- Distribute remaining property to beneficiaries – If there is a will, then the Los Angeles probate court distributes any remaining property after debts and taxes are paid according to the terms of the will. If there is no will, then the Los Angeles probate court follows intestate succession rules.
Does All Property Go Through Probate?
Some assets are distributed outside the probate process. These include property held in joint tenancy, life insurance benefits, pay-on-death (POD) bank accounts, living trusts, and retirement benefits (IRAs, 401(k), Keoghs, etc.). These assets will go directly to any named beneficiaries.
How Long Does Los Angeles Probate Court Take?
California law requires the personal representative of the deceased to complete probate within one year from the date of appointment. The personal representative gets 18 months if they have to file a federal estate tax. If they don’t complete it in time, the personal representative must file a status report to the Los Angeles probate court to explain what still needs to be done and how much time it will take.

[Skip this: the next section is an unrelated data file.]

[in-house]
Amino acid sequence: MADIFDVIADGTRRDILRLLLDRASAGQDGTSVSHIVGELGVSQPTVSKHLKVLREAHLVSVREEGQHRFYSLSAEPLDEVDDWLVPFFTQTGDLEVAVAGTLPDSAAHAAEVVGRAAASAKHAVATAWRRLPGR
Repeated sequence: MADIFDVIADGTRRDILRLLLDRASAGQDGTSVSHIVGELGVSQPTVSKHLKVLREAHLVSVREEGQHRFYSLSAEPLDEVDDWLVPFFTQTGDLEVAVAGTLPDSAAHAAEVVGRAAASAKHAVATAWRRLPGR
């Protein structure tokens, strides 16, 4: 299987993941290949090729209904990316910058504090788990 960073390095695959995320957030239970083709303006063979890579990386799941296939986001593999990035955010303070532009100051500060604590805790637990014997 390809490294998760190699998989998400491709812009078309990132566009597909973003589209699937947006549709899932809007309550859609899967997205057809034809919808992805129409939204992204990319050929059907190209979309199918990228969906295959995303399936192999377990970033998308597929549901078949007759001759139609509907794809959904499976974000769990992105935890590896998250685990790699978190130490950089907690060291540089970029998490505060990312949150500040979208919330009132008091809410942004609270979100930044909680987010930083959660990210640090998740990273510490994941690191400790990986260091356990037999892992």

Some circumstances can make the probate process longer. This can include the size and complexity of the estate, problems locating beneficiaries, or issues with the will. It is for these reasons that some probate matters can take years to resolve.
How Much Does Probate Cost?
The cost of probate largely comes down to who you choose to help you with the process. California has provisions for attorney fees, so if you choose to hire a probate attorney, then they will receive a percentage of the gross value of the probated estate in addition to whatever hourly rate they charge. The statutory provisions are as follows: